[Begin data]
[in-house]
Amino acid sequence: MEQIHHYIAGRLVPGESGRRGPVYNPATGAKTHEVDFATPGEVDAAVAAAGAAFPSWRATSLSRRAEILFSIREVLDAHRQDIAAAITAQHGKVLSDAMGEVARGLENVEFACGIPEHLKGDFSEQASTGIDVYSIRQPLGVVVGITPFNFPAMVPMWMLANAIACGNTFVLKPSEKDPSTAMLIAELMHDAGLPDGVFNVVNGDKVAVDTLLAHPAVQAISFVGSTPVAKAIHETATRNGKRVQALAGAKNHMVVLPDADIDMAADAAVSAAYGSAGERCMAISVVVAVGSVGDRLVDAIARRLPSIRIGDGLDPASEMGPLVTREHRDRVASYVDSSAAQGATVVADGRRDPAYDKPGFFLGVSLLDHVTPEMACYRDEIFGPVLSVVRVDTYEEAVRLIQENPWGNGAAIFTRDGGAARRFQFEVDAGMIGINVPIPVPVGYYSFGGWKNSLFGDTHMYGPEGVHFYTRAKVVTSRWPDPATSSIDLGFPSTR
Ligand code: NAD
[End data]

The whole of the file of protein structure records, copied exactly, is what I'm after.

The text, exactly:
[in-house]
Amino acid sequence: MEQIHHYIAGRLVPGESGRRGPVYNPATGAKTHEVDFATPGEVDAAVAAAGAAFPSWRATSLSRRAEILFSIREVLDAHRQDIAAAITAQHGKVLSDAMGEVARGLENVEFACGIPEHLKGDFSEQASTGIDVYSIRQPLGVVVGITPFNFPAMVPMWMLANAIACGNTFVLKPSEKDPSTAMLIAELMHDAGLPDGVFNVVNGDKVAVDTLLAHPAVQAISFVGSTPVAKAIHETATRNGKRVQALAGAKNHMVVLPDADIDMAADAAVSAAYGSAGERCMAISVVVAVGSVGDRLVDAIARRLPSIRIGDGLDPASEMGPLVTREHRDRVASYVDSSAAQGATVVADGRRDPAYDKPGFFLGVSLLDHVTPEMACYRDEIFGPVLSVVRVDTYEEAVRLIQENPWGNGAAIFTRDGGAARRFQFEVDAGMIGINVPIPVPVGYYSFGGWKNSLFGDTHMYGPEGVHFYTRAKVVTSRWPDPATSSIDLGFPSTR
Ligand code: NAD